April 1, 2013

The Man in the Iron Mask (1998)
Starring Leonardo DiCaprio, Gabriel Byrne, Jeremy Irons, and John Malkovich

Comments:   Every five years or so, a talented young performer comes around who instantly makes a splash in the world of pop culture.  And who immediately develops a legion of fans.  And then of course because they are so talented and so charismatic, and because the teenagers all swoon over them, inevitably that is when the backlash begins.  It quickly becomes "cool" for everyone to claim that they hate this person and that they are a flash in the pan, and that they will never amount to anything and that they will be gone in two years.

And then, of course, ten years later, everyone finally comes around to thinking, hey wow I just realized that person is actually pretty good.  How come everyone came down so hard on them when they first showed up?  This guy or this girl is actually pretty incredible.

Sound familiar?  Well it should.  This is what happened to Justin Timberlake.  This is what happened to Madonna.  This is what happened to Stephen King when he first hit it big as an author.  This is what happened to Bill Murray when he first showed up on SNL.  This is what happened to Tom Cruise.  None of them were really taken seriously when they first started out.  In fact I would argue this could also happen to Justin Bieber when you look back at him in a decade.

And then there is this guy

Yes, of course at this point it is time to talk about Leonardo DiCaprio.  Who in my opinion is the KING of this particular phenomenon.  Because no one rose any higher any faster than Leo did in the late 90's.  And no one developed a backlash any more venomous than the one he acquired around 1998.  Yes, the minute that Titanic hit theaters, the minute it became the greatest thing in the movie world since sliced bread, the minute he became the biggest actor in Hollywood aside from Tom Hanks... well... you can guess what happened next.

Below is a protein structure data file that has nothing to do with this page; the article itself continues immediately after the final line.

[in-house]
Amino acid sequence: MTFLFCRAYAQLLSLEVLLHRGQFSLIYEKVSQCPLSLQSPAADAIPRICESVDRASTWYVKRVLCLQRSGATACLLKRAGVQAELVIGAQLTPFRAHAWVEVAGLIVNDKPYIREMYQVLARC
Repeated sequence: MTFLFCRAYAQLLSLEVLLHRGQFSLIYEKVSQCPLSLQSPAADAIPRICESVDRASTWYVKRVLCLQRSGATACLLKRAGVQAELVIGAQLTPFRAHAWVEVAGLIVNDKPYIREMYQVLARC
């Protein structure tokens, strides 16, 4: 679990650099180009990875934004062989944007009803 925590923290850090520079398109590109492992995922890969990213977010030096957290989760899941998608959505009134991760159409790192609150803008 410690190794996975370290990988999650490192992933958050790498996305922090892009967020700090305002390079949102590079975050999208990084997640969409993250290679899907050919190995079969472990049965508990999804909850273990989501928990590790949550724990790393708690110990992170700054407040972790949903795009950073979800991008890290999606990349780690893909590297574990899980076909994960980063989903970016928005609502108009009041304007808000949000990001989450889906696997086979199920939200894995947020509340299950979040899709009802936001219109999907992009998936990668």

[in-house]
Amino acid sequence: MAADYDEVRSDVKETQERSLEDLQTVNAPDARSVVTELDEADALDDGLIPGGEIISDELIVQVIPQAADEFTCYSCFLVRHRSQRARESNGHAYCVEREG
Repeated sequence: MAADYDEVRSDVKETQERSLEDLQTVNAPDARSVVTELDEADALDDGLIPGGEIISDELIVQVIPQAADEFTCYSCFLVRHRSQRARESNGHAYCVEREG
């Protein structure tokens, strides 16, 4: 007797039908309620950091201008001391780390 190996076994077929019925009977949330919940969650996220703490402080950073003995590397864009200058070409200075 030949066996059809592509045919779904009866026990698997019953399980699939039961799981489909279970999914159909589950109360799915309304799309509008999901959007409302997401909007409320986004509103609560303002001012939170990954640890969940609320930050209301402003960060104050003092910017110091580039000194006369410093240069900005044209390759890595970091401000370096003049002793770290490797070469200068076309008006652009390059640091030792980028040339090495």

That is when the Leo backlash began.  

And that is when it became very trendy for everyone in the media to talk shit about him.

You will respect my acting authoritah!

The Man in the Iron Mask came out in 1998, and it was the first movie that Leo starred in after Titanic.  And, well, if you know anything about backlashes, that is all I need to say.  It just got shredded by anyone who hated Leomania and who had an agenda.  

This is one of those films that, if you had asked me in 1998, I could have almost guaranteed you would one day show up on a list of underrated movies.  Because it is actually quite good.  It was good at the time, I remember liking it at the time, but I also remember thinking, man there is just no WAY this movie is ever going to develop an audience.  It will never develop an audience because people will just go out of their way right now to hate any movie that Leo is in.

Sure enough, I was right.  

When is the last time you ever heard about this movie?  I bet you haven't heard about it in years.  That is, assuming you have ever heard about it at all.  

The Leo haters got their way.  This movie was just buried in the Hollywood history books.  It was the first movie he did after Titanic, it has one of the best casts of any movie in the late 90's, it even has (future acting legend) Leonardo DiCaprio in an impressive double role.  

Yet because everyone hated Leomania at the time it just got completely trashed.

I am pleased that I finally get a chance to help remedy that.

The Man in the Iron Mask, now in action figures

The Man in the Iron Mask is the story of the famous Three Musketeers.   Their names are Athos (John Malkovich), Porthos (Gerard Depardieu), and Aramis (Jeremy Irons), and if you are familiar with French literature at all you have probably heard of them.

Wait, you say you have never read any French literature about the Three Musketeers?

Well that's okay.  Neither have I.  Let's just say that, in the words of Bill S. Preston, esq., and Ted "Theodore" Logan, the Three Musketeers are three super famous fighting French dudes.  They are also the candy bar guys.

Defenders of French honor, protectors of the crown, also with nougat

The Three Musketeers are the legendary defenders of the King of France, only in this movie now they are old and retired.  And washed up.  And in Gerard Depardieu's case, they have gotten fat.  Basically it is safe to say that the glory days of the Three Musketeers have long since passed.  Now they live out their days in the country doing old person things.

These days it is less musketeering, more shuffleboard